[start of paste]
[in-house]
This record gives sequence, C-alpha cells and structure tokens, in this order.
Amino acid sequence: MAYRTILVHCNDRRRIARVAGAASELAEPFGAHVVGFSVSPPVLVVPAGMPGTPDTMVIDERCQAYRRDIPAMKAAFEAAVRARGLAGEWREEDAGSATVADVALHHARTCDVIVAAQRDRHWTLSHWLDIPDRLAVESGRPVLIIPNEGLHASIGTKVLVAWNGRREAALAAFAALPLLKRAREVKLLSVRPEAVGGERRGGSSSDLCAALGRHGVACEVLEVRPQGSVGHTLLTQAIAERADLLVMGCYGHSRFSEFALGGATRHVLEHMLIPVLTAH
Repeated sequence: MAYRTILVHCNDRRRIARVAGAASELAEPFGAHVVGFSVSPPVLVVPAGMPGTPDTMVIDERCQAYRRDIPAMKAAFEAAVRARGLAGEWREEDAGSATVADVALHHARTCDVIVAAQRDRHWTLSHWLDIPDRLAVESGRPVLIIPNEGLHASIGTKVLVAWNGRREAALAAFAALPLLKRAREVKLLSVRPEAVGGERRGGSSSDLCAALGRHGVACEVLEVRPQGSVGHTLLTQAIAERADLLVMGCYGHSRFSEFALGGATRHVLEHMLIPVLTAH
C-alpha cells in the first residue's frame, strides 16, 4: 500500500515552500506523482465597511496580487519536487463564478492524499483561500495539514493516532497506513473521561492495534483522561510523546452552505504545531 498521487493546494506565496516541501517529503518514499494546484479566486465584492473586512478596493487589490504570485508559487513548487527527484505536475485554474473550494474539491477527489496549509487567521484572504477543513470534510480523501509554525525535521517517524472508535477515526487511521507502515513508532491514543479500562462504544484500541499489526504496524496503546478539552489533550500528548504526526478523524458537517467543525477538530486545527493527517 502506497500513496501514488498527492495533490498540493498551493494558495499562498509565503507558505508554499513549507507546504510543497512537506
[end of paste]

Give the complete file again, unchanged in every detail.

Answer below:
[in-house]
This record gives sequence, C-alpha cells and structure tokens, in this order.
Amino acid sequence: MAYRTILVHCNDRRRIARVAGAASELAEPFGAHVVGFSVSPPVLVVPAGMPGTPDTMVIDERCQAYRRDIPAMKAAFEAAVRARGLAGEWREEDAGSATVADVALHHARTCDVIVAAQRDRHWTLSHWLDIPDRLAVESGRPVLIIPNEGLHASIGTKVLVAWNGRREAALAAFAALPLLKRAREVKLLSVRPEAVGGERRGGSSSDLCAALGRHGVACEVLEVRPQGSVGHTLLTQAIAERADLLVMGCYGHSRFSEFALGGATRHVLEHMLIPVLTAH
Repeated sequence: MAYRTILVHCNDRRRIARVAGAASELAEPFGAHVVGFSVSPPVLVVPAGMPGTPDTMVIDERCQAYRRDIPAMKAAFEAAVRARGLAGEWREEDAGSATVADVALHHARTCDVIVAAQRDRHWTLSHWLDIPDRLAVESGRPVLIIPNEGLHASIGTKVLVAWNGRREAALAAFAALPLLKRAREVKLLSVRPEAVGGERRGGSSSDLCAALGRHGVACEVLEVRPQGSVGHTLLTQAIAERADLLVMGCYGHSRFSEFALGGATRHVLEHMLIPVLTAH
C-alpha cells in the first residue's frame, strides 16, 4: 500500500515552500506523482465597511496580487519536487463564478492524499483561500495539514493516532497506513473521561492495534483522561510523546452552505504545531 498521487493546494506565496516541501517529503518514499494546484479566486465584492473586512478596493487589490504570485508559487513548487527527484505536475485554474473550494474539491477527489496549509487567521484572504477543513470534510480523501509554525525535521517517524472508535477515526487511521507502515513508532491514543479500562462504544484500541499489526504496524496503546478539552489533550500528548504526526478523524458537517467543525477538530486545527493527517 502506497500513496501514488498527492495533490498540493498551493494558495499562498509565503507558505508554499513549507507546504510543497512537506